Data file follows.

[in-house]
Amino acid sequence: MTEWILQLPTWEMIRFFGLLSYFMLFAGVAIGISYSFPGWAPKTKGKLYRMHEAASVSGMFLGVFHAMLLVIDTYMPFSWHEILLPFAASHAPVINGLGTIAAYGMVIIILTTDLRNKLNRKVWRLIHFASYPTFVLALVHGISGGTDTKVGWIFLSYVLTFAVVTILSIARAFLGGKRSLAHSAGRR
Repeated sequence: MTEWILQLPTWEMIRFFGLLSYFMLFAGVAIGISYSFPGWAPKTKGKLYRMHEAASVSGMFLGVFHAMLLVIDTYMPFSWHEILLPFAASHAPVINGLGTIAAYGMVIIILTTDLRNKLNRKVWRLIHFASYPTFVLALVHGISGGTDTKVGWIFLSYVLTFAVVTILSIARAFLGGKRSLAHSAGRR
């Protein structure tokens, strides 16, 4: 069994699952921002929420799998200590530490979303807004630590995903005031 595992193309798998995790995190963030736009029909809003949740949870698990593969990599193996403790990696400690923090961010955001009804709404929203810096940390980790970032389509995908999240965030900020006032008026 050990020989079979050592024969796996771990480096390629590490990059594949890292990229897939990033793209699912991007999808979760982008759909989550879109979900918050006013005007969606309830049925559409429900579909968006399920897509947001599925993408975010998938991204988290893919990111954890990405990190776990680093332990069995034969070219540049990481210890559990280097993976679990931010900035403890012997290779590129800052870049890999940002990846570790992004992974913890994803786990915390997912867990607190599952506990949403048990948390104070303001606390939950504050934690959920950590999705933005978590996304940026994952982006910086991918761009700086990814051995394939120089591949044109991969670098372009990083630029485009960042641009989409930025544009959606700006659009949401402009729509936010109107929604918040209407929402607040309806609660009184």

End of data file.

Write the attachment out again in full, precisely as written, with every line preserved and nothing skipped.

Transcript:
[in-house]
Amino acid sequence: MTEWILQLPTWEMIRFFGLLSYFMLFAGVAIGISYSFPGWAPKTKGKLYRMHEAASVSGMFLGVFHAMLLVIDTYMPFSWHEILLPFAASHAPVINGLGTIAAYGMVIIILTTDLRNKLNRKVWRLIHFASYPTFVLALVHGISGGTDTKVGWIFLSYVLTFAVVTILSIARAFLGGKRSLAHSAGRR
Repeated sequence: MTEWILQLPTWEMIRFFGLLSYFMLFAGVAIGISYSFPGWAPKTKGKLYRMHEAASVSGMFLGVFHAMLLVIDTYMPFSWHEILLPFAASHAPVINGLGTIAAYGMVIIILTTDLRNKLNRKVWRLIHFASYPTFVLALVHGISGGTDTKVGWIFLSYVLTFAVVTILSIARAFLGGKRSLAHSAGRR
């Protein structure tokens, strides 16, 4: 069994699952921002929420799998200590530490979303807004630590995903005031 595992193309798998995790995190963030736009029909809003949740949870698990593969990599193996403790990696400690923090961010955001009804709404929203810096940390980790970032389509995908999240965030900020006032008026 050990020989079979050592024969796996771990480096390629590490990059594949890292990229897939990033793209699912991007999808979760982008759909989550879109979900918050006013005007969606309830049925559409429900579909968006399920897509947001599925993408975010998938991204988290893919990111954890990405990190776990680093332990069995034969070219540049990481210890559990280097993976679990931010900035403890012997290779590129800052870049890999940002990846570790992004992974913890994803786990915390997912867990607190599952506990949403048990948390104070303001606390939950504050934690959920950590999705933005978590996304940026994952982006910086991918761009700086990814051995394939120089591949044109991969670098372009990083630029485009960042641009989409930025544009959606700006659009949401402009729509936010109107929604918040209407929402607040309806609660009184």